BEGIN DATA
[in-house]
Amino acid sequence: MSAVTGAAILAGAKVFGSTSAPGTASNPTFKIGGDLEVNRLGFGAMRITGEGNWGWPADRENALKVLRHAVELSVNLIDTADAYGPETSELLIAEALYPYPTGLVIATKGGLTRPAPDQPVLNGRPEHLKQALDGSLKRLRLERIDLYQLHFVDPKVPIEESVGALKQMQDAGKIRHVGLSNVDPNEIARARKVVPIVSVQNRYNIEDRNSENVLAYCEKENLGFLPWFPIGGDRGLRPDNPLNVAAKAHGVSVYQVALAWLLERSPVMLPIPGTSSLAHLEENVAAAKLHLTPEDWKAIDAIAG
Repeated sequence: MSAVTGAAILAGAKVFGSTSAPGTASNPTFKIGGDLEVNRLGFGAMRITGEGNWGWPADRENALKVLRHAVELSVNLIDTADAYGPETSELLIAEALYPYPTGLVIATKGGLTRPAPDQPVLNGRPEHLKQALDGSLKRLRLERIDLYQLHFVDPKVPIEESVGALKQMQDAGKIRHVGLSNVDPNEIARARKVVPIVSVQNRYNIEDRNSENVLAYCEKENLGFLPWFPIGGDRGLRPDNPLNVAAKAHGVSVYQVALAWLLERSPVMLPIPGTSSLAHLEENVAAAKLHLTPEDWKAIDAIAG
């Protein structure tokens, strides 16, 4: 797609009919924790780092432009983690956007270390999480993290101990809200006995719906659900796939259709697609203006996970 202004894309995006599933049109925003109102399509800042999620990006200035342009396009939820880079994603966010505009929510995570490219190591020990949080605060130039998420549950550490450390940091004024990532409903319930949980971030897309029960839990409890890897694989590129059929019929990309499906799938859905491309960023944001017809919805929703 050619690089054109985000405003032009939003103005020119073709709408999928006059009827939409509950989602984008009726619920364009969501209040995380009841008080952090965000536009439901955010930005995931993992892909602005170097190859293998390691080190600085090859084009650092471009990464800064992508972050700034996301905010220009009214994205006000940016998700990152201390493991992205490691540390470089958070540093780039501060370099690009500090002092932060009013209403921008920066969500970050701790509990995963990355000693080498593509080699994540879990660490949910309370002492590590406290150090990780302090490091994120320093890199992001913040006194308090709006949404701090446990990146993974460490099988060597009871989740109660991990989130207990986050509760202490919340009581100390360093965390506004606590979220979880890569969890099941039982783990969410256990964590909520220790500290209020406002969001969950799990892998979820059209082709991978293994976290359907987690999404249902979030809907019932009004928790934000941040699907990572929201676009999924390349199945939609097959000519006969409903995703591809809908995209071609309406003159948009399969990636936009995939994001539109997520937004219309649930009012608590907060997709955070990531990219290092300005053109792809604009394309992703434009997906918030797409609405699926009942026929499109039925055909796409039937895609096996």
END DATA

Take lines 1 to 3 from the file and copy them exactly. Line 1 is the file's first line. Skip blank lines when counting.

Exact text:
[in-house]
Amino acid sequence: MSAVTGAAILAGAKVFGSTSAPGTASNPTFKIGGDLEVNRLGFGAMRITGEGNWGWPADRENALKVLRHAVELSVNLIDTADAYGPETSELLIAEALYPYPTGLVIATKGGLTRPAPDQPVLNGRPEHLKQALDGSLKRLRLERIDLYQLHFVDPKVPIEESVGALKQMQDAGKIRHVGLSNVDPNEIARARKVVPIVSVQNRYNIEDRNSENVLAYCEKENLGFLPWFPIGGDRGLRPDNPLNVAAKAHGVSVYQVALAWLLERSPVMLPIPGTSSLAHLEENVAAAKLHLTPEDWKAIDAIAG
Repeated sequence: MSAVTGAAILAGAKVFGSTSAPGTASNPTFKIGGDLEVNRLGFGAMRITGEGNWGWPADRENALKVLRHAVELSVNLIDTADAYGPETSELLIAEALYPYPTGLVIATKGGLTRPAPDQPVLNGRPEHLKQALDGSLKRLRLERIDLYQLHFVDPKVPIEESVGALKQMQDAGKIRHVGLSNVDPNEIARARKVVPIVSVQNRYNIEDRNSENVLAYCEKENLGFLPWFPIGGDRGLRPDNPLNVAAKAHGVSVYQVALAWLLERSPVMLPIPGTSSLAHLEENVAAAKLHLTPEDWKAIDAIAG